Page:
14. There’s no real point in building a normal high speed line to the north when you already have the Midland main line which could be electrified to Manchester and Leeds and possibly beyond. HS2 would, in theory at least, be attractive because of the greatly reduced travel time, otherwise it’s best to carry on improving the infrastructure on existing lines rather than building duplicates.

  15. Make the trains taller too. In Oz and the US, trains have two levels. We are reaping the benefits of being first with the trains and then sitting on our laurels. We have trains designed for the Victorian era with no expansion possibilities.

  16. “We are reaping the benefits of being first with the trains and then sitting on our laurels.”

    I would say the opposite. Because Britain invented trains, there’s a strong constituency of steam-heads who see trains as the solution to any transport problem they can imagine. Trains are a 19th century transport solution which are usually a dismal failure when applied to 21st century transport problems.

    Here in Canada, trains only seem to be used for short commuter runs and slow freight where they make financial sense. When I was backpacking around America some years ago I looked at trains but they didn’t go many places I wanted to go and were as expensive as flying. I bought a bus pass instead, which was less than half the price and went just about everywhere so long as you didn’t mind a six hour wait in Cleveland at 2am.

    What I really don’t understand is: where are all these people who desperately want to travel from London to Birmingham, and why are they so eager to get there an hour earlier yet unwilling to fly?

  17. On capacity: people who think there isn’t any need for extra capacity are simply wrong, as per the Network Rail study I linked to last time.

    On speed vs capacity: it is simply not true that a medium-speed mainline would cost significantly less than a high-speed mainline. The only benefit would be the ability to have tighter curves (high speed trains are good at hills for relatively obvious reasons, so the gradients allowed on LGVs are actually steeper than those allowed on classic lines), which wouldn’t save on expensive tunnels, flyovers or cuttings. I can’t see, given the nature of the modern planning process, how that would make property acquisition appreciably cheaper. The original railways have sharp curves because landowners could legally tell them to shove off at any price, not for money saving reasons…

    On making trains bigger/longer: this can be done, but you need to shut the existing mainline while you enlarge tunnels, rebuild bridges, and so on. We know from the experience of the WCML upgrade that any work which requires you to shut the existing mainline (especially if it needs to keep running on weekday peaks at least) is ruinously expensive, far more so than new-build on a closed worksite.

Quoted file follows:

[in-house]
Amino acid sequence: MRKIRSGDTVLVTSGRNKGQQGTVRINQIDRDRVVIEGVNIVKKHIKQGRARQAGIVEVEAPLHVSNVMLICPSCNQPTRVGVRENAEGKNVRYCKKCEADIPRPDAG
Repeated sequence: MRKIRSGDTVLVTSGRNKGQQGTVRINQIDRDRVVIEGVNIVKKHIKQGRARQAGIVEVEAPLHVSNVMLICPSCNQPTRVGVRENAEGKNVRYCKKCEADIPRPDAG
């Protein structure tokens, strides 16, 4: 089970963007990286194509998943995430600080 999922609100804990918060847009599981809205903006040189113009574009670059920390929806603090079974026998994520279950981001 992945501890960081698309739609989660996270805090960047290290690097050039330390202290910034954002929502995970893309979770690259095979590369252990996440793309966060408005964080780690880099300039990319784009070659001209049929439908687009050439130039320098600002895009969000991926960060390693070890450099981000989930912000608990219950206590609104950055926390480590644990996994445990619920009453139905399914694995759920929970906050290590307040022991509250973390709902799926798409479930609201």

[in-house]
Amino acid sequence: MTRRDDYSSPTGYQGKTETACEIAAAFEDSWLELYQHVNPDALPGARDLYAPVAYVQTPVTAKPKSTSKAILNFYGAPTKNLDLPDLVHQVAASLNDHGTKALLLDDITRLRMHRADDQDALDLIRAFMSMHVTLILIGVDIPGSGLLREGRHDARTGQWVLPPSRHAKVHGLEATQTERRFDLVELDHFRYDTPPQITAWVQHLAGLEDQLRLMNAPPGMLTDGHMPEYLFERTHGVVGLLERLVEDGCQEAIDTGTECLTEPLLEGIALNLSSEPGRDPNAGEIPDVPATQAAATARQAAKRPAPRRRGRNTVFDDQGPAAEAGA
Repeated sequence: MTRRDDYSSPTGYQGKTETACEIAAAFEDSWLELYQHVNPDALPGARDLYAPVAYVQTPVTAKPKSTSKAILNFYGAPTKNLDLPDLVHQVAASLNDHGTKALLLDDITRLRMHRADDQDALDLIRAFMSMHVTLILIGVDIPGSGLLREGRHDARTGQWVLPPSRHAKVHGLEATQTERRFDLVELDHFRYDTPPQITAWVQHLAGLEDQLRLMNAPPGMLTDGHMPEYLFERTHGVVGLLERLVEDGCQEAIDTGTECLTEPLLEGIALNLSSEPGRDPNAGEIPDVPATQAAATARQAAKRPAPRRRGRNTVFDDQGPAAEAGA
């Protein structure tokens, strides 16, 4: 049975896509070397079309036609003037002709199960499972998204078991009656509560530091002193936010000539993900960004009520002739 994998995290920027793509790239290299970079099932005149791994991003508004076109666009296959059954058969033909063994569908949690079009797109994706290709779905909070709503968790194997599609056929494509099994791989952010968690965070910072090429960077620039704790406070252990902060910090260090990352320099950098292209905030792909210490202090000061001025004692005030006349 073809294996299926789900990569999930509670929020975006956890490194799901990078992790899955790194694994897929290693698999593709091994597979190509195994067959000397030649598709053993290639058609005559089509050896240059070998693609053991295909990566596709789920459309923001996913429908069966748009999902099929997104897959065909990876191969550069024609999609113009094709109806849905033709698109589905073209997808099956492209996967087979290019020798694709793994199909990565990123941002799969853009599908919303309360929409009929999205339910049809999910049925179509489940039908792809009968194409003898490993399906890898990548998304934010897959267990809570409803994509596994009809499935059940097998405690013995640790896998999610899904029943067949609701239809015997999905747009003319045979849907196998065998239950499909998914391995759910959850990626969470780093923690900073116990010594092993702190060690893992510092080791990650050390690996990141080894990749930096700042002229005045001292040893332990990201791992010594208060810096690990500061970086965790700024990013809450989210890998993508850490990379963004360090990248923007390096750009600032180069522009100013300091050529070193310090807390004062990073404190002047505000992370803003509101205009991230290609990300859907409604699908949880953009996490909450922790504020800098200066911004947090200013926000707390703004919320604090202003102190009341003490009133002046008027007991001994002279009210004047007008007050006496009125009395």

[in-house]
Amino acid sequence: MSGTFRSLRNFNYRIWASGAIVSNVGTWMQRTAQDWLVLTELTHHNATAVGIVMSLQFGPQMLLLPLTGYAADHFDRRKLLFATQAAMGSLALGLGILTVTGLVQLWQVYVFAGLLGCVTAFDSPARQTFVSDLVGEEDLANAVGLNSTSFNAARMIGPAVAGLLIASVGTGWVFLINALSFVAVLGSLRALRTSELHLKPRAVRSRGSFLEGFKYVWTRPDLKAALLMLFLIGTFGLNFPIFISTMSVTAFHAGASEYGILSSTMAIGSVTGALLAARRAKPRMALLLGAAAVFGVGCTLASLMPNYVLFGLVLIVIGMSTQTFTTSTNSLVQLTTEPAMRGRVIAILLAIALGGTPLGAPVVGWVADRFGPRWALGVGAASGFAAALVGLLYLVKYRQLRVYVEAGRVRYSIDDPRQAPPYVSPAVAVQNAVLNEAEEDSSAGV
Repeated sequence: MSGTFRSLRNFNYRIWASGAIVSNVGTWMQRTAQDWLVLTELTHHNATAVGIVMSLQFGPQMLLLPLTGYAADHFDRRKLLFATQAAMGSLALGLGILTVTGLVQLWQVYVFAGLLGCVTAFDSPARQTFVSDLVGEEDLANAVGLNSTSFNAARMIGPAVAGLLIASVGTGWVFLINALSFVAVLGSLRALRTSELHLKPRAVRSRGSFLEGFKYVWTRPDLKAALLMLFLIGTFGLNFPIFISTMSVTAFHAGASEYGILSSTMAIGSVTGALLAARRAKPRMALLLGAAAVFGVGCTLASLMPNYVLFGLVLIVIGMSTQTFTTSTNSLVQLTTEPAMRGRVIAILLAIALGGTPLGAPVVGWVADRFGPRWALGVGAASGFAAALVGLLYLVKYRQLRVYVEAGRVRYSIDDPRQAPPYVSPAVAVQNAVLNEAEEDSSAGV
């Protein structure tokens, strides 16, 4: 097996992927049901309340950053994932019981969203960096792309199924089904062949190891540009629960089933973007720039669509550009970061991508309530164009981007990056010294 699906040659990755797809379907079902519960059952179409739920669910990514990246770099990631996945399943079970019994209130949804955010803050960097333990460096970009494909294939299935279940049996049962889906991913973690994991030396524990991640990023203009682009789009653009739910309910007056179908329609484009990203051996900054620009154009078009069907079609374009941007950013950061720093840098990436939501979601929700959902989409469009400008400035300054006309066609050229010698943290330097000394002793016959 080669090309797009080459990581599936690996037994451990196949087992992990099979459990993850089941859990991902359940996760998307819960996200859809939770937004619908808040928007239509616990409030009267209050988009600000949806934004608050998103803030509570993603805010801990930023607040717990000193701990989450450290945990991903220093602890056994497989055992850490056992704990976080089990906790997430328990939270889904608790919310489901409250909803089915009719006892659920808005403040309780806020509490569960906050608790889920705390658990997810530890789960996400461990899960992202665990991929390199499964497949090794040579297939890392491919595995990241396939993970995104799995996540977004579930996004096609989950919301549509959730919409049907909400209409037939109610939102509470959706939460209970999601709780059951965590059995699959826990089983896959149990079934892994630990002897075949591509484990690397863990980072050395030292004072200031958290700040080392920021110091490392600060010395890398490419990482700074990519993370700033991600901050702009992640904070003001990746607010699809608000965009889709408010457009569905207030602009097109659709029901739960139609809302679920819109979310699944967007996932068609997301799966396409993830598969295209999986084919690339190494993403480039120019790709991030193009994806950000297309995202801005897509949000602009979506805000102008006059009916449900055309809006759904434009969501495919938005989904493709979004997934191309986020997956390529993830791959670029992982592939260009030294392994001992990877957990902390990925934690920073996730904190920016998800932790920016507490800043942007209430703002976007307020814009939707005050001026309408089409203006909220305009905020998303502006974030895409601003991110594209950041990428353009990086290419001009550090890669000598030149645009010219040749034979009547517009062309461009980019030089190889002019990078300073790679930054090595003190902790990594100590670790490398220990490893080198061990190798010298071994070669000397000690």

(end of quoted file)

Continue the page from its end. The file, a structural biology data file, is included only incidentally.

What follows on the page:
18. Edward: you’re right that trains are a crap solution for interstate passenger transport in Canada, because Canada Is Very Big, and it’s made up of a few large cities with barely populated rural areas in between.

    England isn’t: Brighton to Birmingham represent a more or less continuous and integrated economic area, most journeys within that area are of optimal length for trains (ie about 10-200km), and people live and work throughout the area in question. People commute from Rugby to Watford, from Crawley to West Hampstead, from Croydon to Luton, and so on (as well as the obvious flow from all of the above into central London) – it’s all effectively urban mass transit. By removing high speed trains to places further north from the existing mainlines, HS2 massively increases capacity to provide these commuter services.

    Flying from London to Birmingham is *already* slower than taking the train, because of the need to get to the airport, go through security fuckage, and get from the airport (indeed, there haven’t been any flights on the route for years, because they’re such a poor competitor to rail).

  19. Thornavis: I think you’ve refuted your own argument above. Upgrading routes is not a viable way to provide significant capacity increases, for exactly the reasons you suggest. Electrifying the MML will be a good thing (it’s got a positive *financial* investment case – in other words it’s justifiable solely on the money it will save, not on benefits to society), but will only provide slight increases in capacity. Major capacity enhancements would require the kind of work to be done on the MML that was done on the WCML – which would cost more than building HS2!

  20. john b

    Refuted my own argument, was I making one ? I was responding to some of the points raised by others and pondering on the viability or otherwise of the various HS2 alternatives, I mentioned upgrading the Chiltern and GW routes to Birmingham and the west midlands as an extra capacity enhancer for that destination, Chiltern would like to be able to run beyond Birmingham but the bottleneck at New Street prevents it. HS2 is another matter and I’m rather sceptical, I doubt if it will live up the expectations of the pro lobby and the railways in this country have suffered from decades of future predicting that turned out to be wide of the mark.

    Edward M Grant

    That tired old cliche about trains being a nineteenth century solution etc etc. john b has answered it but I will just add that if you’re going to use that sort of argument where does it leave roads ? They date from pre- history.

  21. john b.

    Yes you’re right about the MML, my point was in response to Martin Davies who suggested a conventional route to the north instead of HS2, I was pointing out that we already had one so we didn’t need to build another.

  22. WJohn

    The broad gauge trains weren’t much wider than standard, that wasn’t why Brunel went for it, the purpose was to provide stability and speed, the wider gauge allowed bigger wheels on the engines. It turned out that both were just as achievable with standard gauge.

  23. Thornavis: thanks for clearing that up.

    On gauges, absolutely: GB’s status as the pioneer of railways left it with a narrow-gauge loading gauge despite a standard-gauge track gauge.

    In general, GB-spec rail kit only sells on export to countries with narrow-gauge lines (notably Thailand), since narrowing the wheels is a lot easier than widening the train…

    HS2 would be to UIC gauge, of course, allowing decent sized double-decker trains and also the use of much cheaper off-the-shelf European equipment.

  24. “HS2 would be to UIC gauge, of course, allowing decent sized double-decker trains and also the use of much cheaper off-the-shelf European equipment.”

    Cue howls of renewed outrage from people complaining that our trains are being built by foreigners